Indian Origin

  • The origin of the safety match factories in Tamil Nadu dates back to 1922 when two workers Ayya Nadar and Shanmuga Nadar set up the first factories at Sivakasi.
  •  The two had worked at the factories of WIMCO, a Kolkata-based multinational company that had a monopoly over the trade at that time.
  • The industry boomed as the south-central region was dry and agriculture was down due to lack of adequate rainfall.
  • Over the years, many found it lucrative and the factories spread to neighbouring labour-intensive areas such as Kovilpatti and Sattur.
  • The manufacturing units are categorised into hand-made, semi-mechanised and fully automated.
  • The safety matchbox-making process involves frame-filling, dipping, box filling, label pasting and packing.
  • Currently, each of the boxes contains 40 matchsticks and a carton contains 600 matchboxes each.
  • The hand-made safety matches had vanished as machinery had come in handy for increasing the production, according to the manufacturers.
  • The manufacturing of matchboxes relies on 14 key raw materials including potassium chlorate, red phosphorus, sulphur, potassium bichromate, wax, white splints, blue match papers, cardboards for inner and outer boxes,
  • Woods used to make matchsticks must be porous enough to absorb various chemicals, and rigid enough to withstand the bending forces encountered when the match is struck.
  • They should also be straight-grained and easy to work, so that they may be readily cut into sticks.
  • White pine and aspen are two common woods used for this purpose.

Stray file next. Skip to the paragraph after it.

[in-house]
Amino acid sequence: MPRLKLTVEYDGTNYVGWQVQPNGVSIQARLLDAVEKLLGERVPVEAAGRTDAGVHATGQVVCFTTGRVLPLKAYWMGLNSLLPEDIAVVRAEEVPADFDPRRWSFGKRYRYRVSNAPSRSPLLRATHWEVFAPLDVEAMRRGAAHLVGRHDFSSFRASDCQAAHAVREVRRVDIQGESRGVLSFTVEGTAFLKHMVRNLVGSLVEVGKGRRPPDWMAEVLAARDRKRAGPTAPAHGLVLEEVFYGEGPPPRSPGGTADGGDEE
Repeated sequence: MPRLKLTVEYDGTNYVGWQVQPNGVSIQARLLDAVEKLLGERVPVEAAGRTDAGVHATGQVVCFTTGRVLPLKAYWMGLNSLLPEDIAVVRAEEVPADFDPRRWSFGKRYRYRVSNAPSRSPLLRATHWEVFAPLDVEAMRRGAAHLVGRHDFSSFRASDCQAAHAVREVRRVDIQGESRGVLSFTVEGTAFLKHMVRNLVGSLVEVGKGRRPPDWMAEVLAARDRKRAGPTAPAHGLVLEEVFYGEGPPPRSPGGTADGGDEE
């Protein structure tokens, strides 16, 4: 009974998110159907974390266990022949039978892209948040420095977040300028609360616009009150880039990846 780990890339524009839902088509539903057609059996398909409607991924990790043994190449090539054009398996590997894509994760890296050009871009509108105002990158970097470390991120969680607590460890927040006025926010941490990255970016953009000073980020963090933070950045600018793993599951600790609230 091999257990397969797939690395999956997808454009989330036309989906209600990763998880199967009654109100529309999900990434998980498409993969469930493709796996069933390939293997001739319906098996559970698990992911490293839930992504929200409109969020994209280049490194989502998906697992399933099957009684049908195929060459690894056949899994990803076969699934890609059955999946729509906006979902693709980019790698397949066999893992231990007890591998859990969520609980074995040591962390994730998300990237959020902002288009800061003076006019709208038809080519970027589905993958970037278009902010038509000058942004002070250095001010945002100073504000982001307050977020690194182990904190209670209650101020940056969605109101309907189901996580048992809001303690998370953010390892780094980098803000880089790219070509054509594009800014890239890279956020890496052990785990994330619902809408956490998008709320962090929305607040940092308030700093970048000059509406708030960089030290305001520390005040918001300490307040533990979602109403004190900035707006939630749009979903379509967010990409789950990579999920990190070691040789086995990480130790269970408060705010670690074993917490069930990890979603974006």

• they are soaked in ammonium phosphate, which is a fire retardant.
  • This prevents the stick from smoldering after the match has gone out
  • the striking ends of the matchsticks are dipped in hot paraffin wax.
  • This provides a small amount of fuel to transfer the flame from the burning chemicals on the tip to the matchstick itself.
  • The striking surface contains red phosphorus, powdered glass, and an adhesive such as gum arabic or urea formaldehyde.
  • When a safety match is rubbed against the striking surface, the friction generates enough heat to convert a trace of the red phosphorus into white phosphorus.
  • This immediately reacts with the potassium chlorate in the match head to produce enough heat to ignite the antimony trisulfide and start the combustion.

TN leading manufacturer

  • Currently, Tamil Nadu is a major supplier of matchboxes across the country and also a leading exporter.
  • At least 320 manufacturing units of various sizes and over 1500-job work units function in the state providing jobs to more than 4 lakh people both directly and indirectly. Women constitute 90% of the workforce.
  • The manufacturers said that more than 90% of the safety match factories are in Sivakasi, Kovilpatti, Kazhugumalai, Tenkasi and Sattur areas. Kovilpatti and Kazhugumalai in Thoothukudi district are a hub of safety match factories with Kovilpatti being the largest next to Sivakasi of Virudhunagar district, according to manufacturers.

Price hike

  • The match industry had faced difficulties in the past decade, with the biggest challenges being the implementation of demonetisation, Goods and Service Tax (GST), labour issues and the Covid pandemic, the manufacturers recounted. Matchboxes were the only product available for Re 1 in the market across India until now, they add.